“For staycations, most couples are going ahead with their bookings while family bookings have mostly been postponed to later in the year,” said the spokesman.
“Those whose bookings are in mid-June are adopting a wait-and-see attitude and will decide nearer the date on their plans. For this period, we will focus on couple staycations and continue to seek out long-stay corporate business.”
Yotel Singapore at Orchard Road saw an “expected increase” in cancellations, said general manager Brendan Daly.
“However, it’s not the overnight sharp spike that was expected,” he added. “Our product suits couples and families rather than large groups so this may have something to do with it.”
The hotel has also received some new bookings, but there’s been a larger decrease in new bookings compared to cancellations, said Mr Daly, noting that guests are probably waiting for restrictions to ease before booking a staycation.
Of the customers who were booked for staycations between May 16 and Jun 13 who contacted the hotel, there was “a 50/50 split” between cancellation and date amendment, he added.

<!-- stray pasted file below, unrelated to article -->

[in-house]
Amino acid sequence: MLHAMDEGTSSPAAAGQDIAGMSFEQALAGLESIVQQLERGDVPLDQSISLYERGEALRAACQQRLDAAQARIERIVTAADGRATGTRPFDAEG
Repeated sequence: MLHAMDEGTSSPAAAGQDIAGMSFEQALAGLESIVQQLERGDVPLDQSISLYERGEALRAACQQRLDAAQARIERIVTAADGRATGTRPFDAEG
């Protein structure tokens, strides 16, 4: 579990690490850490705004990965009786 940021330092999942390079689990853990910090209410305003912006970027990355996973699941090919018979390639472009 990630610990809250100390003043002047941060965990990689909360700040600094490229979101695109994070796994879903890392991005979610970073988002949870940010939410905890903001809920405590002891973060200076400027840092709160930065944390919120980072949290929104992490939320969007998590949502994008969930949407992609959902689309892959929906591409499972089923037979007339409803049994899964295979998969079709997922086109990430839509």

“If you balance cancellations or amendments and what we would typically pick up in new bookings, then overall guests going ahead would be in the minority.”
The hotel also expects fewer people to make staycation plans if more COVID-19 cases in the community emerge. “With the F&B restrictions of no dine-in allowed, there’s less reasons to visit the Orchard Road area where we are located,” said Mr Daly.
Far East Hospitality’s hotels have seen an increase in amendments to their bookings, said its CEO Arthur Kiong. It runs the Village, Quincy, Oasia and Rendezvous brands of hotels.
The hotels are “not seeing the usual interest levels” for new staycation bookings, but there is “still demand” over this period, he added.
There has also been an increase in inquiries from families looking to book a staycation, said Mr Kiong. The group’s hotels have adapted to the new measures by rolling out new packages with in-room dining experiences among other add-ons, he added.
“This may be attributed to the upcoming June holidays and the yearning to break from the work-from-home and home-based learning routine to enjoy a getaway.
“Since overseas travel is still not possible right now, going on a staycation is the best option to allow them to catch a breather and spend quality time as family.”